Science and Consciousness Review have an interview with neuroscientist Sara Lazar, who conducted the first fMRI study of meditation in 2000, and recently hit the news for reporting that meditation may increase the thickness of the grey matter in the cortex.
The interview explores Sara’s motivation for studying meditation, and discusses the science and implications of her work.
When we first posted about the meditation study, one of the criticisms was that the study simply compared meditators to non-meditators without following them up to actually see if the cortex did change over time.
It could be argued that people with more grey matter are simply more likely to meditate, rather than the act of meditation having any direct effect on grey matter.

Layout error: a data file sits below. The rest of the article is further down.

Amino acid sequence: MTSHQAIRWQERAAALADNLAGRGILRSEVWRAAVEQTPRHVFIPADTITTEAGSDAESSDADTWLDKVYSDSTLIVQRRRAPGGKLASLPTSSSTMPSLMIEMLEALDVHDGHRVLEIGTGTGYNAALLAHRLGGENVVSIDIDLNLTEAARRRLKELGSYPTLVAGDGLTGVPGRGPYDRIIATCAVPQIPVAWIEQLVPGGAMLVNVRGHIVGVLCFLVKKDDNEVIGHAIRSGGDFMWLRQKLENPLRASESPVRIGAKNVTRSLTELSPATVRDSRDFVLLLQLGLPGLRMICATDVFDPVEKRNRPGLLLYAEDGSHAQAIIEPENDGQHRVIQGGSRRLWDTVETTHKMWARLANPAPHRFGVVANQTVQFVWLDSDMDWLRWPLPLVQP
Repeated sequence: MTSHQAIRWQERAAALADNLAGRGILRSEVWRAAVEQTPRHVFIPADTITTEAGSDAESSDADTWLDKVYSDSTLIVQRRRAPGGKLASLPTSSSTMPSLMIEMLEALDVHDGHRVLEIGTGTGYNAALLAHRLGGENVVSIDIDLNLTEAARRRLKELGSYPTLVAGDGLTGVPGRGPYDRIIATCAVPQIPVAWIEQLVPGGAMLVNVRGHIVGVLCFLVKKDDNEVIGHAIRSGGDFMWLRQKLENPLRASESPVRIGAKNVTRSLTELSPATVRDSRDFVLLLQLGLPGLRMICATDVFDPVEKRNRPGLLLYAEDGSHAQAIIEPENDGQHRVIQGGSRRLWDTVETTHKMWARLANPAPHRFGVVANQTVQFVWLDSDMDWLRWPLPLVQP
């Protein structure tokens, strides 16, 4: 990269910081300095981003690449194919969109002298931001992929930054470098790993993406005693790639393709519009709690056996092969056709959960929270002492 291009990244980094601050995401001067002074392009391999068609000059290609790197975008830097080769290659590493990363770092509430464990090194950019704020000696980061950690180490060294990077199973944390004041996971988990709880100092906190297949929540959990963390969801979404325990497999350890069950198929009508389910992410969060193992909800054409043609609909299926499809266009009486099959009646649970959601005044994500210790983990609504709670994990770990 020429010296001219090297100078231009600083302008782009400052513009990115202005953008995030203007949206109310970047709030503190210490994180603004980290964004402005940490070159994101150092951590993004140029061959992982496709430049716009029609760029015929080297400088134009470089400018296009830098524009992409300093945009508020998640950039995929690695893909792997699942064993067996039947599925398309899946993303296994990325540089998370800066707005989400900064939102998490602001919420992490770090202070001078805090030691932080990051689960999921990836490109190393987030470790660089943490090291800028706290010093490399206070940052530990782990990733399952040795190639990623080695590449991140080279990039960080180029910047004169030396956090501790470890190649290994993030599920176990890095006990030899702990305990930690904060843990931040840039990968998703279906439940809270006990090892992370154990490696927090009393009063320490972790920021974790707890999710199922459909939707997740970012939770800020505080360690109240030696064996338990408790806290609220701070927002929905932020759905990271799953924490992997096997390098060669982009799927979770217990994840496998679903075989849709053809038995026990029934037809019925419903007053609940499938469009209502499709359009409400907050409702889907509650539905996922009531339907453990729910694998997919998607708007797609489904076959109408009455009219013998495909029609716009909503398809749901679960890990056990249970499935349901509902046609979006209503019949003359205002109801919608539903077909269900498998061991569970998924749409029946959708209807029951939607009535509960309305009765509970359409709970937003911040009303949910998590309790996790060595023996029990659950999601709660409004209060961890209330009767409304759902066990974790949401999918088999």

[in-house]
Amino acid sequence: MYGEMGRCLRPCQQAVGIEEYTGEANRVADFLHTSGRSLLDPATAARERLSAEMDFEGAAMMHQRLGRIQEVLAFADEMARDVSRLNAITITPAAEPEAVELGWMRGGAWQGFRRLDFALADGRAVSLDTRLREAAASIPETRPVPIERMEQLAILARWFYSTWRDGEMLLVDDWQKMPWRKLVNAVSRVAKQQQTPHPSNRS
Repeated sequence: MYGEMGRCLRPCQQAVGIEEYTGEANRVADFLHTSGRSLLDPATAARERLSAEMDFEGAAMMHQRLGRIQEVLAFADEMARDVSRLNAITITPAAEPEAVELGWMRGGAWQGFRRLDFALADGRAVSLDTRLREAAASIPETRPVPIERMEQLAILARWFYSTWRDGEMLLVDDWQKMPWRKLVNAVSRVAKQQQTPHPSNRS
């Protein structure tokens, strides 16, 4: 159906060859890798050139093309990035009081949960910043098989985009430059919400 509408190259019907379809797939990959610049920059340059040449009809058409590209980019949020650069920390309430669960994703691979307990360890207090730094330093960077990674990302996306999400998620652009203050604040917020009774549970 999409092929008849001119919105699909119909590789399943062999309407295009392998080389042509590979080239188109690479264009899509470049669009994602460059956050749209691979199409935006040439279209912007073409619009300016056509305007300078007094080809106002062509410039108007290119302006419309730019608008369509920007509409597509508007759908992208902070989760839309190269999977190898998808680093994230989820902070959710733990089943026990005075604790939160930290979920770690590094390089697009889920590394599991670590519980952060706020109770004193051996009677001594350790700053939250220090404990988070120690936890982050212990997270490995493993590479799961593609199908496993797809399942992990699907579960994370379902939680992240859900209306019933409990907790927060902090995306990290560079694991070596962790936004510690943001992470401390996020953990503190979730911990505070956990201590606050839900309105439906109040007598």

Like the London cab driver study (which reported that cab drivers have larger hippocampi) Lazar’s meditation study reported a correlation between number of years spent meditating and the amount of grey matter, making it much less likely that the effect was incidental.
Lazar discusses such results in detail and, particularly, focuses on the brain areas found to show the most change, and relates them to the possible effects meditation may be having on the brain’s function.
Link to interview with Dr. Sara W. Lazar.